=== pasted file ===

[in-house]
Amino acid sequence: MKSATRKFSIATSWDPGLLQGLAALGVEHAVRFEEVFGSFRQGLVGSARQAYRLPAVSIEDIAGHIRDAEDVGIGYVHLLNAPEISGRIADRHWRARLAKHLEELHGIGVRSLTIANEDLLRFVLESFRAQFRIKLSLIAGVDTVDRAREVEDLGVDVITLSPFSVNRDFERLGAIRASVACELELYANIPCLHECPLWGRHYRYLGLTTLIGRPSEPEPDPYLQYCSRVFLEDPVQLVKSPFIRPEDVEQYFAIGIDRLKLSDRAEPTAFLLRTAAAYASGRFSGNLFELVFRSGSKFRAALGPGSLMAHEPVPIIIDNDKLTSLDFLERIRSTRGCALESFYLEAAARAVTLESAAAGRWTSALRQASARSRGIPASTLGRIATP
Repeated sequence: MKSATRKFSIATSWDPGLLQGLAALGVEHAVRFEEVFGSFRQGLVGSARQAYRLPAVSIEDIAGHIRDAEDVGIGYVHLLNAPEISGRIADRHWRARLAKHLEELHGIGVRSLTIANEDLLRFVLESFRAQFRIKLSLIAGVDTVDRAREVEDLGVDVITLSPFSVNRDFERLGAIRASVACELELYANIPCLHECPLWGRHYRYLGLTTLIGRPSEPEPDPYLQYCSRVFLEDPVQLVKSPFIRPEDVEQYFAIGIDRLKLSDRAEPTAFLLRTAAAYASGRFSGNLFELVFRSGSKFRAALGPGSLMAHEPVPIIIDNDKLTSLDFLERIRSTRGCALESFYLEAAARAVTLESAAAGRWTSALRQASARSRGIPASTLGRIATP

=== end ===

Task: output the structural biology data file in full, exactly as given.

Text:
[in-house]
Amino acid sequence: MKSATRKFSIATSWDPGLLQGLAALGVEHAVRFEEVFGSFRQGLVGSARQAYRLPAVSIEDIAGHIRDAEDVGIGYVHLLNAPEISGRIADRHWRARLAKHLEELHGIGVRSLTIANEDLLRFVLESFRAQFRIKLSLIAGVDTVDRAREVEDLGVDVITLSPFSVNRDFERLGAIRASVACELELYANIPCLHECPLWGRHYRYLGLTTLIGRPSEPEPDPYLQYCSRVFLEDPVQLVKSPFIRPEDVEQYFAIGIDRLKLSDRAEPTAFLLRTAAAYASGRFSGNLFELVFRSGSKFRAALGPGSLMAHEPVPIIIDNDKLTSLDFLERIRSTRGCALESFYLEAAARAVTLESAAAGRWTSALRQASARSRGIPASTLGRIATP
Repeated sequence: MKSATRKFSIATSWDPGLLQGLAALGVEHAVRFEEVFGSFRQGLVGSARQAYRLPAVSIEDIAGHIRDAEDVGIGYVHLLNAPEISGRIADRHWRARLAKHLEELHGIGVRSLTIANEDLLRFVLESFRAQFRIKLSLIAGVDTVDRAREVEDLGVDVITLSPFSVNRDFERLGAIRASVACELELYANIPCLHECPLWGRHYRYLGLTTLIGRPSEPEPDPYLQYCSRVFLEDPVQLVKSPFIRPEDVEQYFAIGIDRLKLSDRAEPTAFLLRTAAAYASGRFSGNLFELVFRSGSKFRAALGPGSLMAHEPVPIIIDNDKLTSLDFLERIRSTRGCALESFYLEAAARAVTLESAAAGRWTSALRQASARSRGIPASTLGRIATP